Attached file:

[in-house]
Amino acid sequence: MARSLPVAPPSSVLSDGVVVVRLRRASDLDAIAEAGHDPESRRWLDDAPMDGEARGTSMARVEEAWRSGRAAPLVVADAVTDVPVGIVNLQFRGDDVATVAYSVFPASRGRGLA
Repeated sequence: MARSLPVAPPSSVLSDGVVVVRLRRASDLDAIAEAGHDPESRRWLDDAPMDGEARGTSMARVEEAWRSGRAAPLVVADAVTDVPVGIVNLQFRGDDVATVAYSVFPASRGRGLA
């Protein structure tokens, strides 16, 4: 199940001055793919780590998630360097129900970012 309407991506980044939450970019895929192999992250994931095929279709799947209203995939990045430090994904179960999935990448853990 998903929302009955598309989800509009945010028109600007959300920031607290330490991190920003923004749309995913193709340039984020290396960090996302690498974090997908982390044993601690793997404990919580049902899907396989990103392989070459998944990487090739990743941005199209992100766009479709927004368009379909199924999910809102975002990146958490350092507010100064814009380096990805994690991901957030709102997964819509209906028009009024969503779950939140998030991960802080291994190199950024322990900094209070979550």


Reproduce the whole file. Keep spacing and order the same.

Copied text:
[in-house]
Amino acid sequence: MARSLPVAPPSSVLSDGVVVVRLRRASDLDAIAEAGHDPESRRWLDDAPMDGEARGTSMARVEEAWRSGRAAPLVVADAVTDVPVGIVNLQFRGDDVATVAYSVFPASRGRGLA
Repeated sequence: MARSLPVAPPSSVLSDGVVVVRLRRASDLDAIAEAGHDPESRRWLDDAPMDGEARGTSMARVEEAWRSGRAAPLVVADAVTDVPVGIVNLQFRGDDVATVAYSVFPASRGRGLA
């Protein structure tokens, strides 16, 4: 199940001055793919780590998630360097129900970012 309407991506980044939450970019895929192999992250994931095929279709799947209203995939990045430090994904179960999935990448853990 998903929302009955598309989800509009945010028109600007959300920031607290330490991190920003923004749309995913193709340039984020290396960090996302690498974090997908982390044993601690793997404990919580049902899907396989990103392989070459998944990487090739990743941005199209992100766009479709927004368009379909199924999910809102975002990146958490350092507010100064814009380096990805994690991901957030709102997964819509209906028009009024969503779950939140998030991960802080291994190199950024322990900094209070979550």